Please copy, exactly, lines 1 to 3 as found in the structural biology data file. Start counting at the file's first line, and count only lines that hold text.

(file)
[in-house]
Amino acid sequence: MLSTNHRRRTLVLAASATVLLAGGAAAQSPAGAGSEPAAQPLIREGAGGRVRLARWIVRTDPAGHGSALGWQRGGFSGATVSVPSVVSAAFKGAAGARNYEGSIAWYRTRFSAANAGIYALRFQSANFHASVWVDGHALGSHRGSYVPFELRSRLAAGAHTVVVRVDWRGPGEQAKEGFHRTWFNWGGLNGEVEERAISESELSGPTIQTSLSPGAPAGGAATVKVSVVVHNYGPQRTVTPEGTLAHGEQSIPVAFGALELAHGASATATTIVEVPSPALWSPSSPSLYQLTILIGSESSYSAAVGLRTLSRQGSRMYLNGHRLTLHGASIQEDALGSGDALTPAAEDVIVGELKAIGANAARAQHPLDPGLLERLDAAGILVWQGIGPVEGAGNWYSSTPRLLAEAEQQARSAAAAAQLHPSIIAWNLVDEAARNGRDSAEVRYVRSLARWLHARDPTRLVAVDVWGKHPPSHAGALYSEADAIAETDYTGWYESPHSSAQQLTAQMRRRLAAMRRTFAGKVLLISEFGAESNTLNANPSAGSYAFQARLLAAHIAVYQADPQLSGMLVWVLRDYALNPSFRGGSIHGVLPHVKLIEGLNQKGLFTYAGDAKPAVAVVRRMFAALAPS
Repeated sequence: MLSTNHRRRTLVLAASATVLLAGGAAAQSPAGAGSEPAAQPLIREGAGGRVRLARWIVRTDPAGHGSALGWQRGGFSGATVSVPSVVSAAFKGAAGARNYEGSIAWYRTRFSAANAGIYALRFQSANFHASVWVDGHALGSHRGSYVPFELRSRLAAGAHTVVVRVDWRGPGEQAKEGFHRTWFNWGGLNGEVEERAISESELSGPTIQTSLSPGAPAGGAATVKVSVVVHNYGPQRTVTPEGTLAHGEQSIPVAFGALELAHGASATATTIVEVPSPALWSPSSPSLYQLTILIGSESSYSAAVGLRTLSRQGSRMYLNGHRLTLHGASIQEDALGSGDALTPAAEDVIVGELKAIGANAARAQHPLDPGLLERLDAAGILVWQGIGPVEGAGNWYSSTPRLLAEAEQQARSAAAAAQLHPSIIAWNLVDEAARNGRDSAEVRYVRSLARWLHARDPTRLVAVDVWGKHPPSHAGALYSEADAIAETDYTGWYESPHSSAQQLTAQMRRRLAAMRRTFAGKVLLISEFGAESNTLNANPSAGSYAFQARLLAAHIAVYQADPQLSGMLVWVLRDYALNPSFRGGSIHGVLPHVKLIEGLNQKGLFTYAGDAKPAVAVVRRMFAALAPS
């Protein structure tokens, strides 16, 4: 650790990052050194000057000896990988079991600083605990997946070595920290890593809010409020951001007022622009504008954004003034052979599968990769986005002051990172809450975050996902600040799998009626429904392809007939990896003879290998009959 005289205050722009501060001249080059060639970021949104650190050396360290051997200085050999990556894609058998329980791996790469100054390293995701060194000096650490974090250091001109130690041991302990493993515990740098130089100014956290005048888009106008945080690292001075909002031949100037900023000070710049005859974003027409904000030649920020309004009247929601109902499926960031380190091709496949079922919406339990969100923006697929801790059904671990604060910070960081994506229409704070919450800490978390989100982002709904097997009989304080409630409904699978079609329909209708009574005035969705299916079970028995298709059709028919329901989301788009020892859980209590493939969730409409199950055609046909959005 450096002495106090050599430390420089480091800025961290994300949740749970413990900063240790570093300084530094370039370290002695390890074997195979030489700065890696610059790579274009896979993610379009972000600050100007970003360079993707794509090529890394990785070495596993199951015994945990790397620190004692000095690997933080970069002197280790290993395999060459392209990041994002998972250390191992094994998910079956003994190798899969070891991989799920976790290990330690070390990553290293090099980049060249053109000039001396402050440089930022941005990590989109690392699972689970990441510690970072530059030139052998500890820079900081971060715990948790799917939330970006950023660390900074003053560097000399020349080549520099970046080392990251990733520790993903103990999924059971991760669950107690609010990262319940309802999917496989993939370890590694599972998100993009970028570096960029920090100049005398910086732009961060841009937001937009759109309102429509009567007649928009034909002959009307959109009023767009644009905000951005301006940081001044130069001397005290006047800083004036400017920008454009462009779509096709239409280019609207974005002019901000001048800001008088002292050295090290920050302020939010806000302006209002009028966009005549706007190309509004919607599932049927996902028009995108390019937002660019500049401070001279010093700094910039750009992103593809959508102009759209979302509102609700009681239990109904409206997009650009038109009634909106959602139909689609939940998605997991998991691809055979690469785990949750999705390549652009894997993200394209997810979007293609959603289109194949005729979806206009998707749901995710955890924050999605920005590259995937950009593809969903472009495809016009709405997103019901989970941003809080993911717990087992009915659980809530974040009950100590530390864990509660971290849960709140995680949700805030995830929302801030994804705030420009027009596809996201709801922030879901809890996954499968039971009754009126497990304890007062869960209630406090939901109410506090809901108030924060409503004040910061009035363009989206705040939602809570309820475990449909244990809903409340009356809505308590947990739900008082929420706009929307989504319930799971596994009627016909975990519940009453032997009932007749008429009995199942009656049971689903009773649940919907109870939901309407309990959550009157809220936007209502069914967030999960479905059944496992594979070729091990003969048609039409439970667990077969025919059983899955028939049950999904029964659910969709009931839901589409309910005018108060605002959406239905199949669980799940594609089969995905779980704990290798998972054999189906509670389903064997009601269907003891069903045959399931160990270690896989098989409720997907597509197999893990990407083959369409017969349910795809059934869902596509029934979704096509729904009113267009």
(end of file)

[in-house]
Amino acid sequence: MLSTNHRRRTLVLAASATVLLAGGAAAQSPAGAGSEPAAQPLIREGAGGRVRLARWIVRTDPAGHGSALGWQRGGFSGATVSVPSVVSAAFKGAAGARNYEGSIAWYRTRFSAANAGIYALRFQSANFHASVWVDGHALGSHRGSYVPFELRSRLAAGAHTVVVRVDWRGPGEQAKEGFHRTWFNWGGLNGEVEERAISESELSGPTIQTSLSPGAPAGGAATVKVSVVVHNYGPQRTVTPEGTLAHGEQSIPVAFGALELAHGASATATTIVEVPSPALWSPSSPSLYQLTILIGSESSYSAAVGLRTLSRQGSRMYLNGHRLTLHGASIQEDALGSGDALTPAAEDVIVGELKAIGANAARAQHPLDPGLLERLDAAGILVWQGIGPVEGAGNWYSSTPRLLAEAEQQARSAAAAAQLHPSIIAWNLVDEAARNGRDSAEVRYVRSLARWLHARDPTRLVAVDVWGKHPPSHAGALYSEADAIAETDYTGWYESPHSSAQQLTAQMRRRLAAMRRTFAGKVLLISEFGAESNTLNANPSAGSYAFQARLLAAHIAVYQADPQLSGMLVWVLRDYALNPSFRGGSIHGVLPHVKLIEGLNQKGLFTYAGDAKPAVAVVRRMFAALAPS
Repeated sequence: MLSTNHRRRTLVLAASATVLLAGGAAAQSPAGAGSEPAAQPLIREGAGGRVRLARWIVRTDPAGHGSALGWQRGGFSGATVSVPSVVSAAFKGAAGARNYEGSIAWYRTRFSAANAGIYALRFQSANFHASVWVDGHALGSHRGSYVPFELRSRLAAGAHTVVVRVDWRGPGEQAKEGFHRTWFNWGGLNGEVEERAISESELSGPTIQTSLSPGAPAGGAATVKVSVVVHNYGPQRTVTPEGTLAHGEQSIPVAFGALELAHGASATATTIVEVPSPALWSPSSPSLYQLTILIGSESSYSAAVGLRTLSRQGSRMYLNGHRLTLHGASIQEDALGSGDALTPAAEDVIVGELKAIGANAARAQHPLDPGLLERLDAAGILVWQGIGPVEGAGNWYSSTPRLLAEAEQQARSAAAAAQLHPSIIAWNLVDEAARNGRDSAEVRYVRSLARWLHARDPTRLVAVDVWGKHPPSHAGALYSEADAIAETDYTGWYESPHSSAQQLTAQMRRRLAAMRRTFAGKVLLISEFGAESNTLNANPSAGSYAFQARLLAAHIAVYQADPQLSGMLVWVLRDYALNPSFRGGSIHGVLPHVKLIEGLNQKGLFTYAGDAKPAVAVVRRMFAALAPS